But how can we implement an example such as the one above?

Realtime Example: ListView with CRUD Operations

Suppose we are showing a list of counters inside a ListView where we can create/update/delete items from the UI:

ListView CRUD example with realtime updates
ListView CRUD example with realtime updates

This is a classic CRUD example where we can:

  • Create a new item (with the FAB at the bottom)
  • Read all the items (and show them inside a list)
  • Update existing items (by incrementing/decrementing each counter)
  • Delete items (with a swipe to dismiss gesture)

If we use a realtime DB such as Cloud Firestore, the four operations above can be implemented as methods inside a FirestoreRepository class:

class FirestoreRepository { const FirestoreRepository(this._firestore); final FirebaseFirestore _firestore; // Create Future<void> createCounter() { final now = DateTime.now().millisecondsSinceEpoch; final id = now.toString(); return _firestore.doc('counters/$id').set({ 'id': id, 'value': 0, }); } // Update Future<void> updateCounter(Counter counter) => _firestore.doc('counters/${counter.id}').set({ 'id': counter.id, 'value': counter.value, }); // Delete Future<void> deleteCounter(String id) => _firestore.doc('counters/$id').delete(); // Read Query<Counter> countersQuery() => _firestore .collection('counters') .withConverter( fromFirestore: (snapshot, _) => Counter.fromMap(snapshot.data()!), toFirestore: (counter, _) => counter.toMap(), ) .orderBy('id', descending: false); } final firestoreRepositoryProvider = Provider<FirestoreRepository>((ref) { return FirestoreRepository(FirebaseFirestore.instance); });

If we want to show all the items in the list, we can leverage the FirestoreListView widget from the Firebase UI for Firestore package:

class CountersListView extends ConsumerWidget { const CountersListView({super.key}); @override Widget build(BuildContext context, WidgetRef ref) { final firestoreRepository = ref.watch(firestoreRepositoryProvider); return FirestoreListView<Counter>( query: firestoreRepository.countersQuery(), // The item builder will be called automatically when there's new data itemBuilder: (BuildContext context, QueryDocumentSnapshot<Counter> doc) { final counter = doc.data(); // Custom widget used to show a counter return CounterListTile( key: Key('counter-${counter.id}'), counter: counter, ); }, ); } }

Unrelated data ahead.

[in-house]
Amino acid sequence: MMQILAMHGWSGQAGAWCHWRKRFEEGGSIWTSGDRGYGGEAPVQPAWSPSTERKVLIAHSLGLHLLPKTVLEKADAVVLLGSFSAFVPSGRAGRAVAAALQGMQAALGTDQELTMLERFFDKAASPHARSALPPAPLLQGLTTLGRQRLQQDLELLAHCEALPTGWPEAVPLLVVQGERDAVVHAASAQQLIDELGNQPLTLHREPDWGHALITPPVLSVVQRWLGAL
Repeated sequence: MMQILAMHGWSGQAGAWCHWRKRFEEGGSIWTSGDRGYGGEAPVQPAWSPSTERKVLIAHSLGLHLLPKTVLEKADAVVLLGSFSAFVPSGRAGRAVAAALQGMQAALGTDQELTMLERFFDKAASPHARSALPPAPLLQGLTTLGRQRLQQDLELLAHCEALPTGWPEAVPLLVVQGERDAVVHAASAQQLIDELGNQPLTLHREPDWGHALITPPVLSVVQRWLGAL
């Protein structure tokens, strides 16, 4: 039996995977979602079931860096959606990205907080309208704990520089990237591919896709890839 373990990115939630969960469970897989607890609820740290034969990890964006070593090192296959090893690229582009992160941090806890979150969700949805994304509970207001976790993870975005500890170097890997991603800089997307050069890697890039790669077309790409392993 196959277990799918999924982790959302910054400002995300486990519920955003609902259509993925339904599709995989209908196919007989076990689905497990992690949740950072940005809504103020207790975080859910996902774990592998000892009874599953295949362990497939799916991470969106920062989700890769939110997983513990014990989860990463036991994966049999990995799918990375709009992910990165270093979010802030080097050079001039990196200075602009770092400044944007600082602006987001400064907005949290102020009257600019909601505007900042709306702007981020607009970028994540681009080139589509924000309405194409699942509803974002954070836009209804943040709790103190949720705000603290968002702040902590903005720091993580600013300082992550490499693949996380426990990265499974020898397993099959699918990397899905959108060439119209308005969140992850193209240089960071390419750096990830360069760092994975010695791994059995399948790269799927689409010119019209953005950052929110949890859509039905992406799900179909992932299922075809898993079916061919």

As a next step, we can plug in the update and delete operations with some callbacks:

CounterListTile( key: Key('counter-${counter.id}'), counter: counter, onDecrement: (counter) => ref .read(firestoreRepositoryProvider) .updateCounter(counter.decrement()), onIncrement: (counter) => ref .read(firestoreRepositoryProvider) .updateCounter(counter.increment()), // Implemented internally with a Dismissible widget onDismissed: (counter) => ref.read(firestoreRepositoryProvider).deleteCounter(counter.id), )

The specific syntax doesn’t matter too much (if you want, here’s the full source code).

What matters is that nowhere in our code have we told our FirestoreListView to reload after performing a mutation, since we can rely on the itemBuilder to be called automatically when the data changes.

When you have a single-page app that doesn’t require syncing, it’s easy to keep track of what data needs to be reloaded and when. But inside complex apps where mutations can happen in one place and the UI should reload somewhere else entirely, realtime updates are a game-changer because you can rely on reactive UI updates with no effort on your part.

This all sounds great, but there’s an important question we need to consider. 👇

Does Your Backend Support Realtime Updates?

Realtime updates require specific backend features that are not universally available:

  • Push Infrastructure: Only backends designed to push data to clients can handle realtime updates, which rules out many traditional setups.
  • BaaS Platforms: Services like Firebase, Supabase, and Appwrite offer built-in support for realtime updates, taking the heavy lifting off your shoulders.
  • Traditional REST API Constraints: These APIs generally don’t support realtime updates since they’re based on request-response models, limiting you if you’re consuming third-party services from your client code.
  • Custom Backend Options: If you’re building your own backend, you can implement realtime updates using WebSockets, allowing continuous two-way communication.

Note that if your backend does not support realtime updates, you may be tempted to “fix” that on the client by manually invalidating your data when a mutation takes place. While this can improve things somewhat, it is more like a band-aid that is error-prone and won’t completely solve the problem.